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The Legend of Tilda


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#51 adamantyr OFFLINE  

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Posted Mon May 15, 2017 8:16 AM

I'm familiar with that site, a lot of good captures of graphics! It's not always complete though.

#52 PeteE OFFLINE  

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Posted Mon May 15, 2017 10:49 AM

Yes, SpritersResource is a valuable site, but it doesn't have all the information.  For example the Octorok has two sprite patterns of animation and switches between them every 6 frames.  The fast Octorok moves 1 pixel every frame, while the slow Octorok moves 1 pixel every other frame.



#53 adamantyr OFFLINE  

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Posted Mon May 15, 2017 3:13 PM

Are you thinking of staying in Graphics 1 mode for the entire game?

 

I'm actually thinking that may be a good idea... while the attraction of bitmap mode and full color graphics are there, there's some serious hurdles to solve.

 

Hybrid bitmap modes have the issue that they can only have eight sprites. (A seriously ANNOYING limitation.) This wasn't an issue for me with my CRPG, because I didn't intend on using more than 4-5 sprites at a time anyway. But this game makes heavy use of sprites. Sprite rotation into the top 8 positions could solve that but it would definitely make it flicker-heavy.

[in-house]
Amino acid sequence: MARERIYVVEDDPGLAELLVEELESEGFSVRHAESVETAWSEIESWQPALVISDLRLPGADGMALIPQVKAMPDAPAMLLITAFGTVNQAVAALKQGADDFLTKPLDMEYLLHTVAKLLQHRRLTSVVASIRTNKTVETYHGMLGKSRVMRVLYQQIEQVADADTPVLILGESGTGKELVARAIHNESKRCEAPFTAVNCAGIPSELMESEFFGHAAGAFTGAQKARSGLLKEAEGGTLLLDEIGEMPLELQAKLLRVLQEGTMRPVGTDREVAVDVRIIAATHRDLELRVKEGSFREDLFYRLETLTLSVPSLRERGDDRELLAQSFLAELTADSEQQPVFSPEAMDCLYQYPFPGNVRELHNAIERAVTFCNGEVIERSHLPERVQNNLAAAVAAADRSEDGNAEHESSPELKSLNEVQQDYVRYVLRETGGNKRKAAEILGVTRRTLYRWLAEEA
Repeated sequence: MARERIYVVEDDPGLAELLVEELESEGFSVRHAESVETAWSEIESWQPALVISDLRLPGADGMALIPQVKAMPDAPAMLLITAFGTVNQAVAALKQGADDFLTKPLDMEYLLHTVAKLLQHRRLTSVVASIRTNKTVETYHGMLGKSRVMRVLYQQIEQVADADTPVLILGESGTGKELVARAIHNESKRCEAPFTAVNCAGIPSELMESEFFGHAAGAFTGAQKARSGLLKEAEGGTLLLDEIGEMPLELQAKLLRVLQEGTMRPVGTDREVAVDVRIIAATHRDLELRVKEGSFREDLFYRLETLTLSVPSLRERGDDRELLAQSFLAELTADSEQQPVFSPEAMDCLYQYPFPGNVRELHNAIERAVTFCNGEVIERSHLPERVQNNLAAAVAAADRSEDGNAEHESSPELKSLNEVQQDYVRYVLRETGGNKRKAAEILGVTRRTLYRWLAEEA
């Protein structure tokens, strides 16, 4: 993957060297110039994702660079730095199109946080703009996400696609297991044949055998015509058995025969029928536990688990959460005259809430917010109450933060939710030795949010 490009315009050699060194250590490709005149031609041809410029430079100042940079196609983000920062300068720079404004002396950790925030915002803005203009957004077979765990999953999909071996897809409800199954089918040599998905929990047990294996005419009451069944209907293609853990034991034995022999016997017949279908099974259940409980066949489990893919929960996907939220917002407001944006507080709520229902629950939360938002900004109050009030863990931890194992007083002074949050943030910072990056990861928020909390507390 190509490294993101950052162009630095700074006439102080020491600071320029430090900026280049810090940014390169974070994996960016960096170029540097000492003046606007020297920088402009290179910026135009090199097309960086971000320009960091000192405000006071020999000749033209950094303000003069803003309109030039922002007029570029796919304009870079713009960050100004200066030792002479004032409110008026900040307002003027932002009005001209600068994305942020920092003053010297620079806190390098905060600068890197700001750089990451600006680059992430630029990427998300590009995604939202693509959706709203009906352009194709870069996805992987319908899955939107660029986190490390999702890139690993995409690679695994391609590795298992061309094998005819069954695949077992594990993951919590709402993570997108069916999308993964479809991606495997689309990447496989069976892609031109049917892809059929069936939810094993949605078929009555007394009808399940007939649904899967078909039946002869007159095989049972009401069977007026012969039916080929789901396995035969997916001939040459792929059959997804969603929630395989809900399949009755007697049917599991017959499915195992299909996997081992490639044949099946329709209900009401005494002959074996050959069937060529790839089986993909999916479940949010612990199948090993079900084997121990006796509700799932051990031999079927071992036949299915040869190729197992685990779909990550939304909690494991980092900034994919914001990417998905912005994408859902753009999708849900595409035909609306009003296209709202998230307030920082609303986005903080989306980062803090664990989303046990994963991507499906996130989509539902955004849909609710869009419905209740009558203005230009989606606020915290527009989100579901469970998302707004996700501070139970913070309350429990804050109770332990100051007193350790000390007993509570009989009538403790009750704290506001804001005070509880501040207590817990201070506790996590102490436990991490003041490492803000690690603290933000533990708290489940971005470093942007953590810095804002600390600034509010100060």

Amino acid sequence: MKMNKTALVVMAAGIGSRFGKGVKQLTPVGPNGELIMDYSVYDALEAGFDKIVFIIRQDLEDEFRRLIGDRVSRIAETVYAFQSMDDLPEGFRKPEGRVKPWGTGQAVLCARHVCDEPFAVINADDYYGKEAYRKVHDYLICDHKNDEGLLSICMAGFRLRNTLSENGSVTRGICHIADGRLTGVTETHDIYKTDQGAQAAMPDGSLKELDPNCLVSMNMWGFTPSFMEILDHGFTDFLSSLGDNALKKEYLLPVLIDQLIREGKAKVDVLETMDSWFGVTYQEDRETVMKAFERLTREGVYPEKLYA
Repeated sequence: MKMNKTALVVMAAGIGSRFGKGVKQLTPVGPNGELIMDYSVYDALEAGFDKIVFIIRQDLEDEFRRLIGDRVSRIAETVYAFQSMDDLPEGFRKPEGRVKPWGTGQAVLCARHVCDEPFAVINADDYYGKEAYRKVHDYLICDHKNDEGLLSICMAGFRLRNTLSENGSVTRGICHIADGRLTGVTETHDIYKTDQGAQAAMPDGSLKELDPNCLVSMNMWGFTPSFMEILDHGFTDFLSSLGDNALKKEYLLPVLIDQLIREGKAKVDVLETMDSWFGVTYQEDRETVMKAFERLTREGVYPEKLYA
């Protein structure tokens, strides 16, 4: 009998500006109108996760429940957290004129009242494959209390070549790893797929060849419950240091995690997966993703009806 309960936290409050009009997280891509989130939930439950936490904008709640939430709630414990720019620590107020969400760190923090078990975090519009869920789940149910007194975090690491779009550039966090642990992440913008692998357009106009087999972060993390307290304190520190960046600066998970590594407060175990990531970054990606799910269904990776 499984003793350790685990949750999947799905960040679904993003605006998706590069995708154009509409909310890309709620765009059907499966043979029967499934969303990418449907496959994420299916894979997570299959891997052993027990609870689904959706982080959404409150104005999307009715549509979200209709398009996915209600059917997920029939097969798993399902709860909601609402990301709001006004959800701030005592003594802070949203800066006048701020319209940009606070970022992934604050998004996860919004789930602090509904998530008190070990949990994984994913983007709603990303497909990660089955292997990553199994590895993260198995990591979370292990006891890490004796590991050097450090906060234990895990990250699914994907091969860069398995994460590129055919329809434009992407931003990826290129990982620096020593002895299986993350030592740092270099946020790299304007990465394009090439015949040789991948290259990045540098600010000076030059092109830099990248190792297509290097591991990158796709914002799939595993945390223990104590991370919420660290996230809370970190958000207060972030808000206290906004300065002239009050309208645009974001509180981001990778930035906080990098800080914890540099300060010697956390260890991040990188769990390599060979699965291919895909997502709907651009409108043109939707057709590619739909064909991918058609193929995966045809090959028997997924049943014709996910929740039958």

Full bitmap mode gives you full sprite usage, but it means you may have to juggle your onscreen graphics and sprite graphics together in a tight space, rather than have a free 2K of space for sprites. You may have to keep 99% of your graphics in ROM memory and re-load them to VDP each time. Instead of having all the monster frames in VDP, you'd just have "Monster #1" in this slot, and upload a full 32 bytes of graphics data to change his animation frame at a time.



#54 PeteE OFFLINE  

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Posted Mon May 15, 2017 6:24 PM

Graphics mode 1 is working out pretty well so far, I don't see a need to change it.  Full bitmap mode would dedicate too much VDP ram to character patterns I think.

 

Having only 8 sprites available in hybrid bitmap mode would be too limiting.  Currently I'm using 2 sprites for the hero, 4 sprites in the status bar (map dot, two items, half-heart), 2 for the sword, and the remaining are dynamically allocated to enemies, pick-ups and projectiles.